Wing Chun Misconceptions

Xue Sheng

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I have posted these here before in other threads but it goes to show that true MMA tend to be open to any MA or any training that will help them win.

One was an MMA person I talked to that was competing and he had trained many many MA styles including TKD, Karate, Boxing, Baguazhang, Judo, Aikido, BJJ, Qigong and he was asking me a lot about taijiquan. Basically he was looking to learn anything that would help him win.

Another Taijiquan person I knew went to train MMA and he said it was a blast he was learning how to better deal with hardcore aggressive attacks and improving his root and the MMA people at the gym were learning how to deal with someone that had a strong root. At first he said the aggressive nature of it threw him but once he got use to it he just depended on his Taiji and his root and the MMA people were then having a real hard time dealing with someone with a strong root. All in all it was a win win for both sides.

Point being that we are better off learning from other styles and other MAist than we are berating them

Personally I have always felt if you want to be a well rounded MAist that a combination of Judo and Wing Chun would be a good mix but then so would a combination of Muay Thai and BJJ or Aikido and Karate or Shuaijiao and Long Fist. Or any other combination of various MA styles. Or you could train any one of them individually all are good a fighting if trained properly
 

mograph

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Point being that we are better off learning from other styles and other MAist than we are berating them.
This learning (and not berating) is a goal of the MartialTalk community, no?
 
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zepedawingchun

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Just an FYI, coffeerox will no longer be able to reply to any messages here.

However, please do not let that stop this thread, as it seems to be going well. :)

Is that for just this thread, or for the whole forum?
 

BloodMoney

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Point being that we are better off learning from other styles and other MAist than we are berating them

Personally I have always felt if you want to be a well rounded MAist that a combination of Judo and Wing Chun would be a good mix but then so would a combination of Muay Thai and BJJ or Aikido and Karate or Shuaijiao and Long Fist. Or any other combination of various MA styles. Or you could train any one of them individually all are good a fighting if trained properly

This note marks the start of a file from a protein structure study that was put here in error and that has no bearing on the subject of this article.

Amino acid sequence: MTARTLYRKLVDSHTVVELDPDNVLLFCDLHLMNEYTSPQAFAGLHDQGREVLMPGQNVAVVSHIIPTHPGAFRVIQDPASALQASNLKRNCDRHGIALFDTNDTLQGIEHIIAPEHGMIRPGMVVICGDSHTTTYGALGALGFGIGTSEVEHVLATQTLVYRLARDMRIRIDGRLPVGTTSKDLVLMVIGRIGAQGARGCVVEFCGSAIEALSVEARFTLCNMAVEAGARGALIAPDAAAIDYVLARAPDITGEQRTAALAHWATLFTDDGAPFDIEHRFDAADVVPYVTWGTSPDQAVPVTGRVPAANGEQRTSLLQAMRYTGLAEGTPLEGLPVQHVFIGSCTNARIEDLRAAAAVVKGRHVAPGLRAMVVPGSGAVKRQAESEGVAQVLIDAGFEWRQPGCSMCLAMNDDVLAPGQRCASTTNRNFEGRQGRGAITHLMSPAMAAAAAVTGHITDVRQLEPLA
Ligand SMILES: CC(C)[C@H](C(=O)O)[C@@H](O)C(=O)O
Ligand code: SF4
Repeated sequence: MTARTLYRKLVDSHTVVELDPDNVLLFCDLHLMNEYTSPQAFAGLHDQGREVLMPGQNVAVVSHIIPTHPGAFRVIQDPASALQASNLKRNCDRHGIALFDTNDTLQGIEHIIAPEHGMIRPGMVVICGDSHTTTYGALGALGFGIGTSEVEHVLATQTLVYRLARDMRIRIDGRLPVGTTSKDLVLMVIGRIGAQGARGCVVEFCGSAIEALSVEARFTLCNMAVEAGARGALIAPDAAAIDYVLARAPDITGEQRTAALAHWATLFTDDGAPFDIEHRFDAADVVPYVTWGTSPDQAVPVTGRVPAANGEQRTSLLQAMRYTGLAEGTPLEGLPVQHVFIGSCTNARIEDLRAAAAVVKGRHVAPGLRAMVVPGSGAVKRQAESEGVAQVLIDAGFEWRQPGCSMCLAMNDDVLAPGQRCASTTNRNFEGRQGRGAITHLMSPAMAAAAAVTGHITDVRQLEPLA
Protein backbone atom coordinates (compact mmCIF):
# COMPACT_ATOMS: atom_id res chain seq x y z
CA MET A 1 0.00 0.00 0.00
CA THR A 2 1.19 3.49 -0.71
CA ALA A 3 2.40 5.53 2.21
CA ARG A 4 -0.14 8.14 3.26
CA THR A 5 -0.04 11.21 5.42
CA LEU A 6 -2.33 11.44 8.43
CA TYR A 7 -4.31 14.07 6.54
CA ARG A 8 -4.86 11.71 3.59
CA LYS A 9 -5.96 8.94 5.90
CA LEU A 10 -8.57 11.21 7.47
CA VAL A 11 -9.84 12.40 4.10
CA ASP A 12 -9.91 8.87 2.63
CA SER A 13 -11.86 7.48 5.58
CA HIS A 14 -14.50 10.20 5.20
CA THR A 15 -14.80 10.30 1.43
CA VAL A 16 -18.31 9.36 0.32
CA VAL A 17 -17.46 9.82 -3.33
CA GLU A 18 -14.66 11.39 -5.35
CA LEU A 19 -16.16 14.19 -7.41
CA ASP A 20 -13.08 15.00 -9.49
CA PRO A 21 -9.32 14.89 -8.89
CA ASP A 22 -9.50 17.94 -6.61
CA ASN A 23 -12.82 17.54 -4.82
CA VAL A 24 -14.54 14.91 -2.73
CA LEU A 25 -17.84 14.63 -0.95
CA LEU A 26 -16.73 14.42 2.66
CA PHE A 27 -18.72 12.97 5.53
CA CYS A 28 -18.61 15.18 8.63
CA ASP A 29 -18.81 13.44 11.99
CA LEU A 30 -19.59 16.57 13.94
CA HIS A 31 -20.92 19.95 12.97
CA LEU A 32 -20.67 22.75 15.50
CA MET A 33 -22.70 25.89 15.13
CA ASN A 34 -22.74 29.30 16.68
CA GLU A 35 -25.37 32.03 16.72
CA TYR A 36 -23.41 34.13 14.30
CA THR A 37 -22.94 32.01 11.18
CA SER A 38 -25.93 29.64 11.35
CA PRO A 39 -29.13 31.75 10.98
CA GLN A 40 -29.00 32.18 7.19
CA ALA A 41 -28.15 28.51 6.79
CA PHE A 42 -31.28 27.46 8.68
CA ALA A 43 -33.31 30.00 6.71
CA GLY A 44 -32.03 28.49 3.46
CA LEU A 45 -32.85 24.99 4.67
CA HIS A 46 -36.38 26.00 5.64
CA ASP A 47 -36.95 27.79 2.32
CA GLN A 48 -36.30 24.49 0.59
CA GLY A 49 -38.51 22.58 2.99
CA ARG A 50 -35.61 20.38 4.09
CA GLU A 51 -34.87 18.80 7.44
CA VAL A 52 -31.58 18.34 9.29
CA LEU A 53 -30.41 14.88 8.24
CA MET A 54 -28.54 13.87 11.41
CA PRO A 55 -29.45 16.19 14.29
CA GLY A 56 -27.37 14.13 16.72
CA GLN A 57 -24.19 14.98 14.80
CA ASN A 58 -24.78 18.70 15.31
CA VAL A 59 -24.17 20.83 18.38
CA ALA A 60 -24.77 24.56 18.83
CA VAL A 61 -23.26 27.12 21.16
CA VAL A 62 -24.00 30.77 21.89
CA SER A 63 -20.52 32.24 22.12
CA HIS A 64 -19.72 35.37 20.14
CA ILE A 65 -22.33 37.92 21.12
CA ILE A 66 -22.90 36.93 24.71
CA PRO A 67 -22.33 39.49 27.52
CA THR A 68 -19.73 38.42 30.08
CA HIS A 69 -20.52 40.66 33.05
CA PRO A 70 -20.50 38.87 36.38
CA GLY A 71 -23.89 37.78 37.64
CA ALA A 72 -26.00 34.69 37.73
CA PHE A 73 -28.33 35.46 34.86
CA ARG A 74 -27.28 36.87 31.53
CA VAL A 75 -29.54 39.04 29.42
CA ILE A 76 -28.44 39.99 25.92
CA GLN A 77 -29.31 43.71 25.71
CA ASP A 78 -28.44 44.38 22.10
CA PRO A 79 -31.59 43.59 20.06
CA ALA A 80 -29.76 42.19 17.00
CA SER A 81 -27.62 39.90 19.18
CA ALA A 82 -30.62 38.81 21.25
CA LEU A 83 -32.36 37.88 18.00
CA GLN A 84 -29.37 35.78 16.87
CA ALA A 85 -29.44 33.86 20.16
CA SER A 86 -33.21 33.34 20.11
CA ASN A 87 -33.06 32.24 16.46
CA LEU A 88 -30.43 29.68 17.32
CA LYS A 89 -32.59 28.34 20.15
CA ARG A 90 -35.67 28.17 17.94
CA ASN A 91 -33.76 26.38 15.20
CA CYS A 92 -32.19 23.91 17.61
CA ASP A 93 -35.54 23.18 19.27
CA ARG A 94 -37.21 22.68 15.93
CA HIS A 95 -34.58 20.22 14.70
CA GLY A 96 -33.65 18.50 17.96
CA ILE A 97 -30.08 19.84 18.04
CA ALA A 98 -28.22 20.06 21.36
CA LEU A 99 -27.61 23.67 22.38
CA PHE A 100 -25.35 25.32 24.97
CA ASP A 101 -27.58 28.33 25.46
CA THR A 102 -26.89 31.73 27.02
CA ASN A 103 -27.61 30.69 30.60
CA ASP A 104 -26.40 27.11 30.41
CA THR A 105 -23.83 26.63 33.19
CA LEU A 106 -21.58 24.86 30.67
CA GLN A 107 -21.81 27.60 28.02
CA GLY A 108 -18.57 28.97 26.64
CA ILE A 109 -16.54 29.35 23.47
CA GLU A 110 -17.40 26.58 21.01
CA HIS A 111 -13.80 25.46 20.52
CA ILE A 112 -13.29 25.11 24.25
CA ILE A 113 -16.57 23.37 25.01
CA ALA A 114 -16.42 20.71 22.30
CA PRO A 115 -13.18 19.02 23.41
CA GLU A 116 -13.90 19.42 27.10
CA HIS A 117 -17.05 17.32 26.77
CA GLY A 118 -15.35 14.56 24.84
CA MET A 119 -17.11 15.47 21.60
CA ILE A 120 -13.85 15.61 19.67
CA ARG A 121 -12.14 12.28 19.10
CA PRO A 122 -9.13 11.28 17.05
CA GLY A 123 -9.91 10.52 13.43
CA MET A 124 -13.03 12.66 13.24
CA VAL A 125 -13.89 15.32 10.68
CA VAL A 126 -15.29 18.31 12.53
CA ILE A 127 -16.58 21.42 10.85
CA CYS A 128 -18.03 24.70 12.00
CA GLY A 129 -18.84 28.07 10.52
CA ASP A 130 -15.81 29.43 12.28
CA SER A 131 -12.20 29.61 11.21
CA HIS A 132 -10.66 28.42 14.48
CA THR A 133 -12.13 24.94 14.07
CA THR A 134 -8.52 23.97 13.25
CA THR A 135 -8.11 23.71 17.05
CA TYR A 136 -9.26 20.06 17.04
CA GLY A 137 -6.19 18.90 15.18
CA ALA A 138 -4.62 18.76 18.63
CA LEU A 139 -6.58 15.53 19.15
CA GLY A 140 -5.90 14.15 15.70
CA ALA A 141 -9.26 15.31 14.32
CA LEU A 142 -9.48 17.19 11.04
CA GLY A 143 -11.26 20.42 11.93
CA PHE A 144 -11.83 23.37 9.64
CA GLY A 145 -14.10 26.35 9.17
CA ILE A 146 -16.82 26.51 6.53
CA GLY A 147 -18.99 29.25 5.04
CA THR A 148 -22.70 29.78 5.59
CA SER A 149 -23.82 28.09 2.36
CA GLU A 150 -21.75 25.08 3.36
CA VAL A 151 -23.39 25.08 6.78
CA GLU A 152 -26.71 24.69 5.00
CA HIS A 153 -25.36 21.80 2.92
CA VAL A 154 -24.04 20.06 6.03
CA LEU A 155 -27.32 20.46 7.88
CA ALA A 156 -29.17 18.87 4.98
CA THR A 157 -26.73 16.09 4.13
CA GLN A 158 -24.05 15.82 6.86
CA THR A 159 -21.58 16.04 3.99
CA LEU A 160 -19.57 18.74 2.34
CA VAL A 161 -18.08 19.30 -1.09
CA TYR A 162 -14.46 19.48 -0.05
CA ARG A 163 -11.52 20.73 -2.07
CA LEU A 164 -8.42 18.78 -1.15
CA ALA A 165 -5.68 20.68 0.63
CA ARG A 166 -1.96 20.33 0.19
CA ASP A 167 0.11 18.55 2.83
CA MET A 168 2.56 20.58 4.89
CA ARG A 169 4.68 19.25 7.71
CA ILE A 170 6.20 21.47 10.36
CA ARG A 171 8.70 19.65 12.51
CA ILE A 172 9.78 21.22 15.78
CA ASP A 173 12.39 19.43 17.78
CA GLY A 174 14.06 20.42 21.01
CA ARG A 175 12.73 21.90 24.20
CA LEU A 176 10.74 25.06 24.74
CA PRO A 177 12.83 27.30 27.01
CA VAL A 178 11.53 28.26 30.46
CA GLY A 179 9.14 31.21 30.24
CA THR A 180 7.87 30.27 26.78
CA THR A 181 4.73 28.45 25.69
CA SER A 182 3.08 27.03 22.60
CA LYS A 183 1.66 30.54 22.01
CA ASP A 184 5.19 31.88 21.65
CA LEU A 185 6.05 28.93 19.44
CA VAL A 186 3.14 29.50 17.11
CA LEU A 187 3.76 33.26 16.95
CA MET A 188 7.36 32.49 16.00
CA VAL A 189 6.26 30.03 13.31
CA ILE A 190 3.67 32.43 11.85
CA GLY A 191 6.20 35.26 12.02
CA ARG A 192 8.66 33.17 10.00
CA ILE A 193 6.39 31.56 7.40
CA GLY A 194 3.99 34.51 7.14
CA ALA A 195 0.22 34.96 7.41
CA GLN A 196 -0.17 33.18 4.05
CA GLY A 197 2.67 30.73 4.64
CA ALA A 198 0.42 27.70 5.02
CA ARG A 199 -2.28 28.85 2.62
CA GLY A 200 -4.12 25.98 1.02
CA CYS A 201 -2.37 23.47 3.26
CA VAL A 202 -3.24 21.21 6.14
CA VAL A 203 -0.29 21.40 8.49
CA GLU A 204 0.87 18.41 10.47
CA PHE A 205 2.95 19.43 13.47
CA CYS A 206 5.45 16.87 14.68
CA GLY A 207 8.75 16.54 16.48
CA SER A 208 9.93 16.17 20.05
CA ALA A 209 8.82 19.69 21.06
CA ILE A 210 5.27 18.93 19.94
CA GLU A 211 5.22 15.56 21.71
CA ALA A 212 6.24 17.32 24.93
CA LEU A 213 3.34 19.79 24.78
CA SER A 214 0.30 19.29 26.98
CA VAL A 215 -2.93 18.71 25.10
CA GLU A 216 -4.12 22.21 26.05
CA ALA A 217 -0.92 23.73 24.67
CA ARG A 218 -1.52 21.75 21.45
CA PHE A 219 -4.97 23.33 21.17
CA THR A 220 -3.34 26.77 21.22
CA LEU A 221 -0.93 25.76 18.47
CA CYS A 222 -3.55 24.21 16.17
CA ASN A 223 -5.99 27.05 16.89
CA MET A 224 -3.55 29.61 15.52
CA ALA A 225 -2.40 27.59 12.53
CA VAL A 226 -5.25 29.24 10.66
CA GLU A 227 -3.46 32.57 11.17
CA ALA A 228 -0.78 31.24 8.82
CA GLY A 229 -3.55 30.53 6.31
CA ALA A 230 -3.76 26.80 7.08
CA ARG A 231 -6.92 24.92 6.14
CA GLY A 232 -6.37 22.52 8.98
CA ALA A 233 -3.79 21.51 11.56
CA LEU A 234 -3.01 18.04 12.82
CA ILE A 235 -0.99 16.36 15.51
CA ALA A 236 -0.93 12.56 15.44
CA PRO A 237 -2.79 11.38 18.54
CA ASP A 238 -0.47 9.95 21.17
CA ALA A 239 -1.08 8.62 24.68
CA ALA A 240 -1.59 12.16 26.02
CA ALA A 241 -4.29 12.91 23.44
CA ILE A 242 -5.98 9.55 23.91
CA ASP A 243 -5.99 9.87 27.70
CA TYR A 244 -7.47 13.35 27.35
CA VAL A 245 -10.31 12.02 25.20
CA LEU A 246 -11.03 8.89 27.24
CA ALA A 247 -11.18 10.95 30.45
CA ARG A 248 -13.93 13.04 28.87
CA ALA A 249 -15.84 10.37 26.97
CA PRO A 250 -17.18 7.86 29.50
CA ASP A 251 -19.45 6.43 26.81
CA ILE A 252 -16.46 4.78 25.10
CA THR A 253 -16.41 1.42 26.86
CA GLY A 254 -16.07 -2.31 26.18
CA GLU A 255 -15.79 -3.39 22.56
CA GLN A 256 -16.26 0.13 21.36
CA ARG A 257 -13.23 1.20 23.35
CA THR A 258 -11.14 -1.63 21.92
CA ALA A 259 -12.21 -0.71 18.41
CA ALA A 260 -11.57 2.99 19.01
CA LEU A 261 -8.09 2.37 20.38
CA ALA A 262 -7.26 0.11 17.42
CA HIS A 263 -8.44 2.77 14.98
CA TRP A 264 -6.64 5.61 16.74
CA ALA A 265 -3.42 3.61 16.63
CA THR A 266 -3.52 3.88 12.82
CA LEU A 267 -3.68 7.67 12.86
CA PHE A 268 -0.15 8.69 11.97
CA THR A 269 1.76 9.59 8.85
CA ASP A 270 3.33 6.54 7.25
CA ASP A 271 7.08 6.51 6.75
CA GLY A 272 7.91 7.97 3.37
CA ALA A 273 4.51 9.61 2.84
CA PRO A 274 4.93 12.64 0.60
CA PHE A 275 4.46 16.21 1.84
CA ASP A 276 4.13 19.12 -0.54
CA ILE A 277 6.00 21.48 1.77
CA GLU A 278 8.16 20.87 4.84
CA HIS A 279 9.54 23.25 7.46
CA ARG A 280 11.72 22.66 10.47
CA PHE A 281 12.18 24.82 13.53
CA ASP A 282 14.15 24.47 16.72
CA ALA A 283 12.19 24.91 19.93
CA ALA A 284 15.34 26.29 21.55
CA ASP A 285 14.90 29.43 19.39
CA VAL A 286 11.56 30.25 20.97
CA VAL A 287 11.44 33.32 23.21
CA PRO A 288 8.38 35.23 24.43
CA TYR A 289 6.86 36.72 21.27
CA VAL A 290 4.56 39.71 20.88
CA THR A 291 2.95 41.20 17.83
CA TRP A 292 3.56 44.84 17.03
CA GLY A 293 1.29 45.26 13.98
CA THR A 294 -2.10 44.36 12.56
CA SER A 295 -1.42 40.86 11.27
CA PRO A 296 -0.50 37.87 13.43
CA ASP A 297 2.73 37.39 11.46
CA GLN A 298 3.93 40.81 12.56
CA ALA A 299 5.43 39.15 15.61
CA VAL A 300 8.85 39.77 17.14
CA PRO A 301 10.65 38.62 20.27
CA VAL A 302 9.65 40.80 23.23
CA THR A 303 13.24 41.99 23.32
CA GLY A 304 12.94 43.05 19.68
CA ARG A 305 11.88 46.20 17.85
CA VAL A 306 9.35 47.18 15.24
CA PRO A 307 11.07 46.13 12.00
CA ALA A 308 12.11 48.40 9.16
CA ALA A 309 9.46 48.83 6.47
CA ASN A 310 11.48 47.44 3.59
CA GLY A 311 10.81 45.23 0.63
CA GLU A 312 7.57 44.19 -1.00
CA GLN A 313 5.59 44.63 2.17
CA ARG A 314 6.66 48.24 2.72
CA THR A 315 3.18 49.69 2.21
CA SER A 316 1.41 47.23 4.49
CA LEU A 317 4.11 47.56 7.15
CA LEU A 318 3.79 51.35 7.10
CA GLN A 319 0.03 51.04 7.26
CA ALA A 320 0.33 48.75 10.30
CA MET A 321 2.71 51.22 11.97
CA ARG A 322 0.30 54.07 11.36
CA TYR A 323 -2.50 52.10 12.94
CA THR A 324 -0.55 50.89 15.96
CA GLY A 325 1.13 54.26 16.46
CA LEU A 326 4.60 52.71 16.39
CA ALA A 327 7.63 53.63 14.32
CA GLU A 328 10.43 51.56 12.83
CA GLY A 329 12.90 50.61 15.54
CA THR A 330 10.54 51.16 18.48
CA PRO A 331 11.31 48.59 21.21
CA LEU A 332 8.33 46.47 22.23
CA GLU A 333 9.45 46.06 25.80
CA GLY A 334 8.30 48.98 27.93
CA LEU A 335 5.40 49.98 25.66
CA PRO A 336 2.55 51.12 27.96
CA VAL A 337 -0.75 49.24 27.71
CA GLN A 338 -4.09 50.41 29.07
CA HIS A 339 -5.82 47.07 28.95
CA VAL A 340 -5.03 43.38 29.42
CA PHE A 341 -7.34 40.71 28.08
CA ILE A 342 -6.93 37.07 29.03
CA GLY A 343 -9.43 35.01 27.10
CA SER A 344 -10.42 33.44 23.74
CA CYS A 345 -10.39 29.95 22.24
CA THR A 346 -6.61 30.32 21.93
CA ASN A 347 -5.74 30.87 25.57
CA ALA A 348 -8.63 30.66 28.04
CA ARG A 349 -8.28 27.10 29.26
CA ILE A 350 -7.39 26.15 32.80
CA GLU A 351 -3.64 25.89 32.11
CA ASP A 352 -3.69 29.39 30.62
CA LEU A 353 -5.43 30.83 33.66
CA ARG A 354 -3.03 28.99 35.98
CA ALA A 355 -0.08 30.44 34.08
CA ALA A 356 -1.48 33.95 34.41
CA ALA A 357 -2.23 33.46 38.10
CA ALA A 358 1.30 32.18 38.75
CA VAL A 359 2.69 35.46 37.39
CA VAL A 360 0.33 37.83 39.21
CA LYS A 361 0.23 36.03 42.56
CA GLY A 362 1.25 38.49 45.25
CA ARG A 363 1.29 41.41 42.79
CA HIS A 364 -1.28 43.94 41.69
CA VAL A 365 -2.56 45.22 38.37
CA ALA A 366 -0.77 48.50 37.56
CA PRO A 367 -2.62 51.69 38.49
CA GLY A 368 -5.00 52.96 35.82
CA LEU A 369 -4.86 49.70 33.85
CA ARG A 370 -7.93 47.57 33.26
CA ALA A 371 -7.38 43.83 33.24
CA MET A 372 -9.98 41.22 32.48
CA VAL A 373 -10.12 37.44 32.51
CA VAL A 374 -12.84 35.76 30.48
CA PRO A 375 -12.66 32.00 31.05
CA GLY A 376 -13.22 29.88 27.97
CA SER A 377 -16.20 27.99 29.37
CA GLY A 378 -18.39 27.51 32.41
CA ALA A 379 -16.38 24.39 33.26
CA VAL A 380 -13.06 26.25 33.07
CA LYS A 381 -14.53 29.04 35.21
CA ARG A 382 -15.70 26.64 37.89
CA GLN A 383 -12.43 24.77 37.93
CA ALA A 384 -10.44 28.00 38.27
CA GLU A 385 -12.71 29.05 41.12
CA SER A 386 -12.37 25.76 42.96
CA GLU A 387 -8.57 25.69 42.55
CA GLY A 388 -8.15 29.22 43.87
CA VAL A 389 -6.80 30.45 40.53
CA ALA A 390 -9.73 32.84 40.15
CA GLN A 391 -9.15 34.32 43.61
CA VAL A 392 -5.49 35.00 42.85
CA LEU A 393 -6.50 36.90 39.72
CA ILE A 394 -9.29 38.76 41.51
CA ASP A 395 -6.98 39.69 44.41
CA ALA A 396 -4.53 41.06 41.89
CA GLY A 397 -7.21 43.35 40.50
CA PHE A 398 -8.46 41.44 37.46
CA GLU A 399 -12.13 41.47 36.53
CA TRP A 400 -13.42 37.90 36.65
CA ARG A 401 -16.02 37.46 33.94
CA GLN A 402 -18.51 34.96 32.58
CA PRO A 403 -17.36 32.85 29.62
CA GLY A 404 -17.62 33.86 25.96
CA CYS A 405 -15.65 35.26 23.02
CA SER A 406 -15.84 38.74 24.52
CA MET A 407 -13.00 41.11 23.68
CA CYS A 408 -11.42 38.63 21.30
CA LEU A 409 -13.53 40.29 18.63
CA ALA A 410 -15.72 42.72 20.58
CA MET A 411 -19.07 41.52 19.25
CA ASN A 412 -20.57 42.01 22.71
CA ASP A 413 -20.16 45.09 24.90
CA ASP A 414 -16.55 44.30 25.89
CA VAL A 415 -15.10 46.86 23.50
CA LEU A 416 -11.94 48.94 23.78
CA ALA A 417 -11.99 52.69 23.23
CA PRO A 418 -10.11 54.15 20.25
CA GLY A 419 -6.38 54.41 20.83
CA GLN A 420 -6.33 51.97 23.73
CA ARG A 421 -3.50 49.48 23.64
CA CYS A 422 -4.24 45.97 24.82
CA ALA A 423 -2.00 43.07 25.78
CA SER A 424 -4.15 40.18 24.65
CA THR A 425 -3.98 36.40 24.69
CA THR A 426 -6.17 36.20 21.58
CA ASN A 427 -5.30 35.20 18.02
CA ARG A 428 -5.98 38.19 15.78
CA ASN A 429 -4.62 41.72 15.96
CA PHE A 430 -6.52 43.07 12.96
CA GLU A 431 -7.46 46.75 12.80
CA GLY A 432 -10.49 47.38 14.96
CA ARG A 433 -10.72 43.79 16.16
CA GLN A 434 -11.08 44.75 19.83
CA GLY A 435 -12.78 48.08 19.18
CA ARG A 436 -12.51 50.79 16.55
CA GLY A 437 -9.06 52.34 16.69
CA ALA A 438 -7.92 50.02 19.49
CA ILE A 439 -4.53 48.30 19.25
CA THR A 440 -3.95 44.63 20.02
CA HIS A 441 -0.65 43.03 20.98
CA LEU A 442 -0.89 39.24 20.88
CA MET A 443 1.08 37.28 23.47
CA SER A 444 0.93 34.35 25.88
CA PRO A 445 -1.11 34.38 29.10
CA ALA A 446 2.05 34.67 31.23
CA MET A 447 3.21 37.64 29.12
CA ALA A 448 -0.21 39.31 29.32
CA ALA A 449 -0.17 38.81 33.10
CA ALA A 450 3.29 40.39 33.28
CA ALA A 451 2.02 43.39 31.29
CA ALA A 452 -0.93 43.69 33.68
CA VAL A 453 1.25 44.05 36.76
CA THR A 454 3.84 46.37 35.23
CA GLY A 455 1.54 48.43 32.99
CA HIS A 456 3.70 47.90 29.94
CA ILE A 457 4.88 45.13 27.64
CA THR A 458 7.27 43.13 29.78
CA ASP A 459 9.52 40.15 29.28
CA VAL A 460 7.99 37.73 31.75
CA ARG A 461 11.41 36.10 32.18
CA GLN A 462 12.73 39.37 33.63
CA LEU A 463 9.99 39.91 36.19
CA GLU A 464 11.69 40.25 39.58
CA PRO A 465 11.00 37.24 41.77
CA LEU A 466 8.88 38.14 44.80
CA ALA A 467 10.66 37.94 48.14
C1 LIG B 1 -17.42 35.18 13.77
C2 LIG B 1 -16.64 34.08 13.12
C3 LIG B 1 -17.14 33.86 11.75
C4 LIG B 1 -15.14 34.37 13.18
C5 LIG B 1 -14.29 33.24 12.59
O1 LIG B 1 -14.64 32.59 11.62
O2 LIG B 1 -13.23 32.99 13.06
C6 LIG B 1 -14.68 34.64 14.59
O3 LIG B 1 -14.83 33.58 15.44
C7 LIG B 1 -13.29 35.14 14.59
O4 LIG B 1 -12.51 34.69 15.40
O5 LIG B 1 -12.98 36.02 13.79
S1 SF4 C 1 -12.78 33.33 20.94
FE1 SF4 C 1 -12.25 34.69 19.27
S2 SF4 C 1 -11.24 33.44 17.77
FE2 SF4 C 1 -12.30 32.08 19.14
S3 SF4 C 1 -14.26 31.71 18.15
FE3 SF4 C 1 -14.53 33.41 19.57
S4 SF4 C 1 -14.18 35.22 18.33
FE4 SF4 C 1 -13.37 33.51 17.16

Amen brother.

Entire Forum. His membership has been revoked after extensive consideration by the steering board.

*applauds*

thankyouverymuch
 
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zepedawingchun

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Entire Forum. His membership has been revoked after extensive consideration by the steering board.

Quotes from the 'New to Wing Chun' thread,

Matsu said: 'and i know you are an expert in reading people via the worldwide web and that you are probably gonna hunt me down across continents and oceans and put me to sleep permanantly with some ninja technique you hae perfected while levitating in an astral plane not of this dimension ........'

Coffeerox said: 'I can actually do that lol! One time this guy was getting bad with me following me to other threads and I demonstrated that I found his mom, his real name, and phone number and threatened to call his mom due to his behavior, I even found the place he hangs out at, plus what he looks like. Have you seen what the 4chan guys do to people? Those guys are crazy and they're 10 times better at it than I am.'


I guess we all have to start looking over our shoulder now for awhile because someone might hunt us down, call our moms, find the places we hangout (other than this forum), because 4 crazy guys were told they were 10 times better than us and they needed to kick our asses for some guy who thinks coffee rocks (or like rocks in his coffee).


That was funny matsu, you had me rolling all over the floor, laughing, when you wrote that. Best line in the whole thread.
 
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zepedawingchun

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Quote from 'New to Wing Chun' thread.

Coffeerox: 'The only person here who have seen my SNT is geezer, so PM him and ask him what he thought of it as I can't post a video. He did make some corrections, feed me some new info and I still practice it to this day.'

Geezer, since he said to ask, I'm asking. What did his SNT look like? Did you have a lot of stuff to correct? Did he seem like he was getting it right after you fixed his problems? Also, what about is execution of the various hand positions, did he illustrate any of them to you for your opinion and correction?

You don't have to discuss it if you don't want to, just curious.
 

Nabakatsu